“Achoura” is a dark, uncompromising and beautifully executed monster movie that kept me fully engrossed — and left me wanting even more.
The past is haunting as well as vexing. Sometimes there is really no way to rectify the events of the past, no matter how fervently one tries. Achoura is a film that keeps in mind that what happens in the past isn’t always truly in the past — and with the past comes the trauma of it.
Achoura opens on the festival of Ashura or Child’s Night, a joyful celebration in Morocco. At the festivities are a young child bride named Bashira and an unnamed boy. The two sneak away, and their interaction reveals that they are truly in love with one another. Meanwhile, Bashira feels trapped by her marriage to a much older man. The conversation between the children is sweet and tinged with unbelievable sorrow as well because of Bashira’s status as a child bride.
The darling moment between them comes to an end when Bashira’s husband comes looking for her. The children flee to a dilapidated house, hoping to evade the man. The boy and Bashira hide in a closet. The boy attempts to attack the man ,who in turn nearly strangles him to death. Bashira saves the boy before he can be killed by knocking her husband unconscious. The triumphant moment is cut short when Bashira is pulled into the body of some grotesque creature.
The movie fast forwards to modern times where we meet school teacher Nadia (Sofiia Manousha) and her young son Youssef.
Her husband and Youssef’s father, Ali (Younes Bouab), is an inspector for the police department and an often absent spouse and father. More characters are introduced into the narrative, including Stephane (Iván González), a mutual friend of Nadia and Ali’s, and Ali’s long absent brother Samir (Omar Lotfi).
Nadia, Stephane, Ali, and Samir have a complex history that stems from one terrifying and fateful night in their childhood. It was a night that ended in the disappearance of Samir — and is linked to the creature that took young Bashira all those years ago.
When children start disappearing once more, Stephane implores Nadia to remember that traumatic night in order to stop the monster that is behind the missing children. Meanwhile, Ali is reunited with his now adult brother Samir while investigating the abductions of the children. Samir has a peculiar link to the kids’ disappearances.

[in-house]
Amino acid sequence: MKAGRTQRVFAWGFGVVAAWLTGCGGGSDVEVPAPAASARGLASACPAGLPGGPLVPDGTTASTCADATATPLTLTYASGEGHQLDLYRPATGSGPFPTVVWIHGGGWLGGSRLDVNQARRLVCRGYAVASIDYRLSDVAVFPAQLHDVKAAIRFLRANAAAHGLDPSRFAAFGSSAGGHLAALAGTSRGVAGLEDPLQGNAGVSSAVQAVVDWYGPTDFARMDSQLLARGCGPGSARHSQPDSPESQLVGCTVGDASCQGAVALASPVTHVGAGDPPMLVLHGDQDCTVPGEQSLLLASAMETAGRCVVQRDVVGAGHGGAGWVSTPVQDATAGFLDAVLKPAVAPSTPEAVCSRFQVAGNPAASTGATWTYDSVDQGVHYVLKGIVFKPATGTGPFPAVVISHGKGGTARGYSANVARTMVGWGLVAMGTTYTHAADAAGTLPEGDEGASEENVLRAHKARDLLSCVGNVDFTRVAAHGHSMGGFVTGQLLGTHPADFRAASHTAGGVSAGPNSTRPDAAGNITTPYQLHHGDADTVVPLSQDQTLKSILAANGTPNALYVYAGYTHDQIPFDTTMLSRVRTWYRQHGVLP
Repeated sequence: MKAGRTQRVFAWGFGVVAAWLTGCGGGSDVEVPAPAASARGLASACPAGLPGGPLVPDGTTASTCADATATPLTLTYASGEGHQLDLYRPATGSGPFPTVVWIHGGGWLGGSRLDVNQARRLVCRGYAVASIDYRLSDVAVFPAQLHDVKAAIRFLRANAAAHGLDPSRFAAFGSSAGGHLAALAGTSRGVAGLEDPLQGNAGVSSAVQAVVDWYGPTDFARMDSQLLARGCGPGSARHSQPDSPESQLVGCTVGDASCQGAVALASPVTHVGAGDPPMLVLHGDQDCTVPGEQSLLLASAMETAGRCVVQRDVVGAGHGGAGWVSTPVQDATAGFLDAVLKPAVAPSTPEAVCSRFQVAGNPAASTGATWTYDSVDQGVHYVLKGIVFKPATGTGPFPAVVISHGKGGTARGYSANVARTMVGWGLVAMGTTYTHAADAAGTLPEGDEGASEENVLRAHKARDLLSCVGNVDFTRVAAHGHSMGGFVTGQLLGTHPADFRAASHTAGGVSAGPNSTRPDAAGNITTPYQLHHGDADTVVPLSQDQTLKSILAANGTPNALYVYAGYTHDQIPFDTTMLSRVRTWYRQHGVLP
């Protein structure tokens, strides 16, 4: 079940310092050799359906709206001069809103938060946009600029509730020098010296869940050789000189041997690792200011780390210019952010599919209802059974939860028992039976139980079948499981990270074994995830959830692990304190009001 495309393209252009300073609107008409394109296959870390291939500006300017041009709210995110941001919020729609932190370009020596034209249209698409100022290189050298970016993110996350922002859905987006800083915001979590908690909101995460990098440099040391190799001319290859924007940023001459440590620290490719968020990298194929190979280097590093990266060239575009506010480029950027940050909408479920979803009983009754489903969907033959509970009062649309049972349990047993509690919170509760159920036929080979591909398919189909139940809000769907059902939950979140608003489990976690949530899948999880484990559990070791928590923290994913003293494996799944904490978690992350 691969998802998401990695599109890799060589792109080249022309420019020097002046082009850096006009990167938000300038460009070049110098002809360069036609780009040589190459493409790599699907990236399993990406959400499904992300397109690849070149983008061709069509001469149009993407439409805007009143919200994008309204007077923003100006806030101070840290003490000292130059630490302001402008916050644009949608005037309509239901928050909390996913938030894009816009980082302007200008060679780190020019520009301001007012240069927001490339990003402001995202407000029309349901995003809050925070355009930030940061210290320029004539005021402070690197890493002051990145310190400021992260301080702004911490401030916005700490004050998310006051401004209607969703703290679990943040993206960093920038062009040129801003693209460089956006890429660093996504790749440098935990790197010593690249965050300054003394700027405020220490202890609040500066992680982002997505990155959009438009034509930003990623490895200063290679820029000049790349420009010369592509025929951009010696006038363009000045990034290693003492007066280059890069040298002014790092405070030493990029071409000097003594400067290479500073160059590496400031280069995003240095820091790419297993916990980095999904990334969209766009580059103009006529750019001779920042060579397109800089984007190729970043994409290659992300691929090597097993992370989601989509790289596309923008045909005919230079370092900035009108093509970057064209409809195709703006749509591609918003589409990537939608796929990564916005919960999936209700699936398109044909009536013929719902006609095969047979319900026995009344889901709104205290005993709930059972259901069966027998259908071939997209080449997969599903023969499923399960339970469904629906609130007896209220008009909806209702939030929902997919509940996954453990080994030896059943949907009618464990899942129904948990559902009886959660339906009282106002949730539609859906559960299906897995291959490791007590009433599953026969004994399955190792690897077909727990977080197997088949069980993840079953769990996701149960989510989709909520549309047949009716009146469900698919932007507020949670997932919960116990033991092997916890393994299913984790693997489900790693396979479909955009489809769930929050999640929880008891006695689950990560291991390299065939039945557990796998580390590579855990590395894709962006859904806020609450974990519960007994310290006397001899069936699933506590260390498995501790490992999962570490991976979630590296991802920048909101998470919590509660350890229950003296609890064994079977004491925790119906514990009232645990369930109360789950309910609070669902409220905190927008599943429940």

Flashbacks to the foursome’s childhood fill in the blanks and provides the audience with much needed answers to the mystery at hand.
Achoura is a well-made film. It’s exciting to see a horror film come from a country like Morocco due to its small output of films, let alone genre fair such as Achoura.
The film is bolstered by solid performances from the four leads, particularly Sofiia Manousha’s Nadia.
I could easily see Manousha becoming a staple in the genre if she chooses to venture deeper into horror. Several scenes in the film are memorable and moody, my favorite being when Nadia attends Stephane’s gallery opening. Stephane’s art is provocatively morbid and endlessly interesting. (A big hand to the artist who provided the pieces for the film, because I adored them.)
There is an absolutely transfixing scene where Nadia watches Stephane address the crowd at the opening where he discusses childhood and monsters. “Monsters are a reflection of our society,” Stephane says. Watching Nadia become mesmerized and engrossed by what Stephane is saying speaks to Manousha’s strengths to an actress.
González leans into the charisma and mystery of his troubled artist who has been tormented by his own memories. Bouab does a fantastic job playing such a conflicted character as Ali. While he’s not exactly likable, Bouab makes him completely understandable if not a little melancholy. Meanwhile, Lotfi has one of the more physically demanding roles, since his character has little dialogue — and the part relies heavily on his mannerisms and expressions. However, he handles the material given to him with deft.
Viewers will surely draw comparisons between Achoura and Stephen King’s opus It.
There are definite similarities between the two, but not to its detriment. The similarities between the two might actually spark a great deal of interest in Achoura.
Director Telal Selhami makes this a thoroughly Moroccan tale. Achoura is as dependent on its geography as It is its. So, if you wondered how It might play out in a different region of the world, Achoura could provide you with some answers— all the while maintaining its own folklore that separates it firmly from King’s story.
I will say this, Achoura’s ending is much bleaker than the ending of It and begs the question, “Is anything ever really over? And can it ever be over?”
There’s no clean resolution here, only dread for the future of the surviving characters. Achoura works as a dark fairytale in many ways and might appeal to those who are fans of Andy Muschietti’s Mama or the films of Guillermo del Toro.
This film also boasts some impressive technical aspects.
Romain Paillot’s score is a definite highpoint. It captures the flourishing whimsy of childhood, while hinting at the darker underside of it as well. The creature design for the film is formidable. It echoes other terrifying creature designs, but manages to have its own innate unique quality. It’s a damn good monster, and the visual effects are admirable.